How Was Your Day … Emcee of Mexico City’s Oldest Salsa Club?
WHY YOU SHOULD CARE
Because sometimes it’s OK to talk to strangers.
In this occasional series, OZY takes to streets and neighborhoods across the globe to ask a simple question: “How was your day?”
Today was fine, quiet. I work from 8 to 5, then I get washed, put on my suit and come to Salón Los Angeles. I use a different voice when I’m on the mic to when I’m working in my shop. You have to charm people. During the songs I relax and think of what to say. You can’t smoke in here, but I hide the cigarette across the palm of my hand. It makes my voice sound gravelly. Salón Los Angeles has been open for 78 years. I’ve been the emcee here for half of them.
You’d have to call this a hobby, though: To make a living, I sell toys and gift-wrapping in this neighborhood. But this is what I live for. I’ve seen them all pass through here: Tin Tan, Cantinflas, Tito Puente. Cubans, Venezuelans, tropicalia musicians from Acapulco, they’ve all come through here. A month ago, we had the youngest member of the Buena Vista Social Club in. He’s 70. The best was Dámaso Pérez Prado, the guy who invented mambo. He was tapping into something very deep, very special — primordial. There’s a shrine to him at the back of the room; you’ll see people stopping to bless themselves when they pass. It’s like he’s a saint. In a way he is, for the impact he had on people.
Salón Los Angeles is never going to change. When you come here, you travel back in time. You’re in the golden age again.
The neighborhood around here, Guerrero, has always been tough. It’s one of the toughest in the city, everybody in Mexico City knows that. But while everywhere else is modernizing and becoming more expensive, this has stayed a barrio for the people. Guerrero is always going to be Guerrero. But there is something different now. There are more assaults, more robberies. Young kids who have nothing to do join gangs and take a place over. They’re not like we were. They want different things: luxury hotels, cars, electronic things, I don’t know what. Everything finishes at 10 p.m. here, so I’m not scared going home, personally. The crowds on a Tuesday and Sunday have all known one another for years. A lot of the married couples who still come here met here. There’s never any problems. It’s a little oasis, a little bubble. Salón Los Angeles is never going to change. When you come here, you travel back in time. You’re in the golden age again.
The difference between our generation and the kids causing problems is that young people now are very impatient. When they want something, they have to have it immediately. I think that explains everything. When I started with salsa and danzón [a late-19th-century precursor to salsa], I accepted that they were complicated. So I watched the older ones. I studied them. I didn’t just jump in with my limbs hopping everywhere like kids do these days. Honestly, they can’t even make eye contact. First I studied what to do; only afterward did I start dancing. Complicated things like danzón are about paying attention — and paying attention makes the complicated things simple. That has implications for how you relate to other people. Back when I was their age, you’d get to know your girlfriend faster. After three dances, she’d already be your girlfriend — because you knew her. You made eye contact, you paid attention to her, and that was it. Today, in these places where it’s just beer and screaming, after maybe three drinks you’ve figured out each other’s names. That’s nothing. That’s not connection. Of course, dancing was also my filter. If we didn’t do well together on the floor, I’m afraid it was goodbye.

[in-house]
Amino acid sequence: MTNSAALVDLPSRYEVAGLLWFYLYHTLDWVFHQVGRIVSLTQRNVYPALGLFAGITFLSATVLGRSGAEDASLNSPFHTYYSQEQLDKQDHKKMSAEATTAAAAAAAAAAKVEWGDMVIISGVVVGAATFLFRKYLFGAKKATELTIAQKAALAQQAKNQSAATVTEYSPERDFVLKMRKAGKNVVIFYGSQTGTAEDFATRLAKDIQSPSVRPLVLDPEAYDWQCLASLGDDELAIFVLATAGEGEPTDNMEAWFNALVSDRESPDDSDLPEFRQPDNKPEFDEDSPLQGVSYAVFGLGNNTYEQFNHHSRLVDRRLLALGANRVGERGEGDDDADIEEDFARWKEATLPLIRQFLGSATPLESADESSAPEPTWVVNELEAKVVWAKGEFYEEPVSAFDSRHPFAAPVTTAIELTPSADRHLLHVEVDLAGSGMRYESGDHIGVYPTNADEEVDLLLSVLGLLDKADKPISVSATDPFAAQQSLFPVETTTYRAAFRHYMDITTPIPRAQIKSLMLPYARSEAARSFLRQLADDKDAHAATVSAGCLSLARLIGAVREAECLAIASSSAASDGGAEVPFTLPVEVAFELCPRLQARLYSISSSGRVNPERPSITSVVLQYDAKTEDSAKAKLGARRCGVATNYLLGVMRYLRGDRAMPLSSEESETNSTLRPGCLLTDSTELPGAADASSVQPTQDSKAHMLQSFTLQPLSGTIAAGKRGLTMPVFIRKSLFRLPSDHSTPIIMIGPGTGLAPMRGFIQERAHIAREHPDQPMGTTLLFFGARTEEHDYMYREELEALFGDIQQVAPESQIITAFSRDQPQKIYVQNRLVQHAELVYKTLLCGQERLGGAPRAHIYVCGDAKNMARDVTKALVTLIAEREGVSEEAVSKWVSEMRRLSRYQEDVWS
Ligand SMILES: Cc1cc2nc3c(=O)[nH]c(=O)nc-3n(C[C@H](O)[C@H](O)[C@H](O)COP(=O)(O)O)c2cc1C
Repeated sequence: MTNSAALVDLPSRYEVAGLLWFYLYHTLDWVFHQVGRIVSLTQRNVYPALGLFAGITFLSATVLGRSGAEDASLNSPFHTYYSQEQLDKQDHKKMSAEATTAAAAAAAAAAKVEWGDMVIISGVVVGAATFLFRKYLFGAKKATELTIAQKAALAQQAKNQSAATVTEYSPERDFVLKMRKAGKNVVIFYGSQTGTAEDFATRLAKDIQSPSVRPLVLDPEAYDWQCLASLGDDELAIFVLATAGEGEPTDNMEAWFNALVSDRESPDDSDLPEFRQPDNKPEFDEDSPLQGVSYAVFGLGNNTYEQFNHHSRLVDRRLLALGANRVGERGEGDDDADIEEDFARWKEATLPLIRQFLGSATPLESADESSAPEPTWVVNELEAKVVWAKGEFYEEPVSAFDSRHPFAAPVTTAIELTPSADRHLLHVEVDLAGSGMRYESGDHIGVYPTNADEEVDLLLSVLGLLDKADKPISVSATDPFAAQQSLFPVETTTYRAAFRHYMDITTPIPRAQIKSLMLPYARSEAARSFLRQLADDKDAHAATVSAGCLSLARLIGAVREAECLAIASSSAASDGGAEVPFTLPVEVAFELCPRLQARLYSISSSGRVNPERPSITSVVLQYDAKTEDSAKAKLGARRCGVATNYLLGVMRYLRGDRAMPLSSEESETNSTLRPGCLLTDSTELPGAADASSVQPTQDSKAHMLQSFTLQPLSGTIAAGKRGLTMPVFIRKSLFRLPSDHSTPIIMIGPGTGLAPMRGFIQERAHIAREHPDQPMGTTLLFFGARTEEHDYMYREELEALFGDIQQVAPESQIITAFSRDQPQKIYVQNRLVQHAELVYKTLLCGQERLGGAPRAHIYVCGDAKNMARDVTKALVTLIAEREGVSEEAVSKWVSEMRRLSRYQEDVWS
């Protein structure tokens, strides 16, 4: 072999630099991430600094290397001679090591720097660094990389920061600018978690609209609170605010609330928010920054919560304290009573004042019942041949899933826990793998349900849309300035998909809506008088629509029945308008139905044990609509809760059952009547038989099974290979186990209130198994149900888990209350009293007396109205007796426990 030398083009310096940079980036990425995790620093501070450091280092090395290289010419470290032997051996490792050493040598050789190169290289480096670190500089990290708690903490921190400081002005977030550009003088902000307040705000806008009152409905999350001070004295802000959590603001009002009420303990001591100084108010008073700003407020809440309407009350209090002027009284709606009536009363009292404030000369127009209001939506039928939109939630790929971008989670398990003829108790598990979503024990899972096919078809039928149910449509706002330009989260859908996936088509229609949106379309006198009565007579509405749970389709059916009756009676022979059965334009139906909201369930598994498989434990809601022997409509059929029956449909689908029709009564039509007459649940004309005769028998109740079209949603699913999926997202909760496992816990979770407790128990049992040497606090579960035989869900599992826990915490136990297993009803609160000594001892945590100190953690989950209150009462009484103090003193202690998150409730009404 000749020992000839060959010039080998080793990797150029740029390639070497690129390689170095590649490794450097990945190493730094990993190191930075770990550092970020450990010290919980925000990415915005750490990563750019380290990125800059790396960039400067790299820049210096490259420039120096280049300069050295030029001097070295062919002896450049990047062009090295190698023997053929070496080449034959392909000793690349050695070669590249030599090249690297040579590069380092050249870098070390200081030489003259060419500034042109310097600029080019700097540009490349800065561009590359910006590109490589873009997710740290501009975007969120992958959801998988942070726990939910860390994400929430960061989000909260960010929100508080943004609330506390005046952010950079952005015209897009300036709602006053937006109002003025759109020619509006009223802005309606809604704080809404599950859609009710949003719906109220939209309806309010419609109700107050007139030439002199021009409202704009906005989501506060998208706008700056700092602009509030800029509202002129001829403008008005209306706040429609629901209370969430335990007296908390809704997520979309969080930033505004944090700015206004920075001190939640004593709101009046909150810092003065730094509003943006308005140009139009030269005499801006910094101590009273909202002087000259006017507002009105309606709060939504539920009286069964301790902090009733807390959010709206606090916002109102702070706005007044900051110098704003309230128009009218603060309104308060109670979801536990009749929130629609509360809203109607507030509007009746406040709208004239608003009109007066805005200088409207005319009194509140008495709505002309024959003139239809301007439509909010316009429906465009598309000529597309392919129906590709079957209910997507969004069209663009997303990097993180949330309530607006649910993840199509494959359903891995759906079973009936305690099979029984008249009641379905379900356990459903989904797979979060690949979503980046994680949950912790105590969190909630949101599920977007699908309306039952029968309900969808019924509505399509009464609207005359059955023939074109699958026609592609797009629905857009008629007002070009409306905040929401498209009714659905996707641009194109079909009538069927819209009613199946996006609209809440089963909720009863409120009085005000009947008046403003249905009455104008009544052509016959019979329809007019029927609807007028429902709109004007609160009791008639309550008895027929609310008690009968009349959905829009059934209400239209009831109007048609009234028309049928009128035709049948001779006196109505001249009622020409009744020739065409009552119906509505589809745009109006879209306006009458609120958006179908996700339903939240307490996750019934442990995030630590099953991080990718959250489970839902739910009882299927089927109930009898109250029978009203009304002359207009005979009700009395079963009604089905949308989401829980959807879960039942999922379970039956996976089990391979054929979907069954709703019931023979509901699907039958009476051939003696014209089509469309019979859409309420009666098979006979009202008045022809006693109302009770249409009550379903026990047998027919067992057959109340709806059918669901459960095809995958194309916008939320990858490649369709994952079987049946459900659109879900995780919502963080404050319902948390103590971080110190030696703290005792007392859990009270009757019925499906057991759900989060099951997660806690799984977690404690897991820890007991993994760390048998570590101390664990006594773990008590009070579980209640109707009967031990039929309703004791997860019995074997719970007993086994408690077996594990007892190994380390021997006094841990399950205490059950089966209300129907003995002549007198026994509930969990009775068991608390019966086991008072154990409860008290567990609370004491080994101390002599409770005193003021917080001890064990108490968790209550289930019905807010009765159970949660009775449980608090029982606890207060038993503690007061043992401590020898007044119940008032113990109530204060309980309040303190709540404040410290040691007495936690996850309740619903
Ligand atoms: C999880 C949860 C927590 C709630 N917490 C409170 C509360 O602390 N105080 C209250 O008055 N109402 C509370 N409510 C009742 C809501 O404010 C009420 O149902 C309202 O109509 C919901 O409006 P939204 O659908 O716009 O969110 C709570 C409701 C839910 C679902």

This isn’t a place for young people, really. You won’t find better people than the Tuesday and Sunday crowds who come for danzón. They’re not rich, and they never were, never will be. Most of us are drawing pensions now. Instead of going out and spending money on things, they would save up their 100 pesos ($7.25) to pay for an evening together.
The rising violence isn’t a problem here. The problem is the economic situation. It’s the same old story: The rich are getting richer, the poor are getting poorer. The dance hall’s not covering its own expenses at the moment, for example. They enlarged the floor in the ’90s to fill the whole space, but we struggle to fill it nowadays. There’s a lot of competition from smaller, louder places. But here at Salón Los Angeles, we can forget about all that. This is the most peaceful dance hall in the city. It’s come through worse times than the ones we’re in now. The 1985 earthquake hit Guerrero harder than any other neighborhood. Over there, in the Tlatelolco apartment complexes, it was a complete mess. We closed the dance hall for a month — not just to tidy up, but out of respect for everyone in the neighborhood who’d died. But two weeks after the earthquake, there was a queue around the corner. They were clamoring to get in, all dressed up like pachucos.
I remember going out to them and saying, “Guys, we’re closed, you know this. Two more weeks and we’ll be open again.” And I remember them saying back, “They might be dead, but we want to dance!”
So we opened the doors.